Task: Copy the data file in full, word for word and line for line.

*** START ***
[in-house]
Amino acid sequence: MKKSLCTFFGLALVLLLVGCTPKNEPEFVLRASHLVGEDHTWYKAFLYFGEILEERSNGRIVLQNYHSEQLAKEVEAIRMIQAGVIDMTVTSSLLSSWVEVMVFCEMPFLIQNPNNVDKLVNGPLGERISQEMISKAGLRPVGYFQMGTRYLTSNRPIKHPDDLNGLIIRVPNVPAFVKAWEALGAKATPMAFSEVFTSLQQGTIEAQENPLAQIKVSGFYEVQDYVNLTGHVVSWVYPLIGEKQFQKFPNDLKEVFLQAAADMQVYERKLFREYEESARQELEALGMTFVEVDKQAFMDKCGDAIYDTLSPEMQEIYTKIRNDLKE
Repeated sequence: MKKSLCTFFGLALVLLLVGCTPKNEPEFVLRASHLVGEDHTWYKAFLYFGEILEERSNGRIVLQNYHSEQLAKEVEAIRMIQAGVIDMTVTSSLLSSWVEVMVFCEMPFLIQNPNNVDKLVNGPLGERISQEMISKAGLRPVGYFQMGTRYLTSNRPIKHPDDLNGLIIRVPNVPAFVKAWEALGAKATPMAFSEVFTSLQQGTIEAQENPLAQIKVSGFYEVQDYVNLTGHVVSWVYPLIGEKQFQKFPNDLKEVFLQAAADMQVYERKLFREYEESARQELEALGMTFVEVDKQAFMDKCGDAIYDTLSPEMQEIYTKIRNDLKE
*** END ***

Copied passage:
[in-house]
Amino acid sequence: MKKSLCTFFGLALVLLLVGCTPKNEPEFVLRASHLVGEDHTWYKAFLYFGEILEERSNGRIVLQNYHSEQLAKEVEAIRMIQAGVIDMTVTSSLLSSWVEVMVFCEMPFLIQNPNNVDKLVNGPLGERISQEMISKAGLRPVGYFQMGTRYLTSNRPIKHPDDLNGLIIRVPNVPAFVKAWEALGAKATPMAFSEVFTSLQQGTIEAQENPLAQIKVSGFYEVQDYVNLTGHVVSWVYPLIGEKQFQKFPNDLKEVFLQAAADMQVYERKLFREYEESARQELEALGMTFVEVDKQAFMDKCGDAIYDTLSPEMQEIYTKIRNDLKE
Repeated sequence: MKKSLCTFFGLALVLLLVGCTPKNEPEFVLRASHLVGEDHTWYKAFLYFGEILEERSNGRIVLQNYHSEQLAKEVEAIRMIQAGVIDMTVTSSLLSSWVEVMVFCEMPFLIQNPNNVDKLVNGPLGERISQEMISKAGLRPVGYFQMGTRYLTSNRPIKHPDDLNGLIIRVPNVPAFVKAWEALGAKATPMAFSEVFTSLQQGTIEAQENPLAQIKVSGFYEVQDYVNLTGHVVSWVYPLIGEKQFQKFPNDLKEVFLQAAADMQVYERKLFREYEESARQELEALGMTFVEVDKQAFMDKCGDAIYDTLSPEMQEIYTKIRNDLKE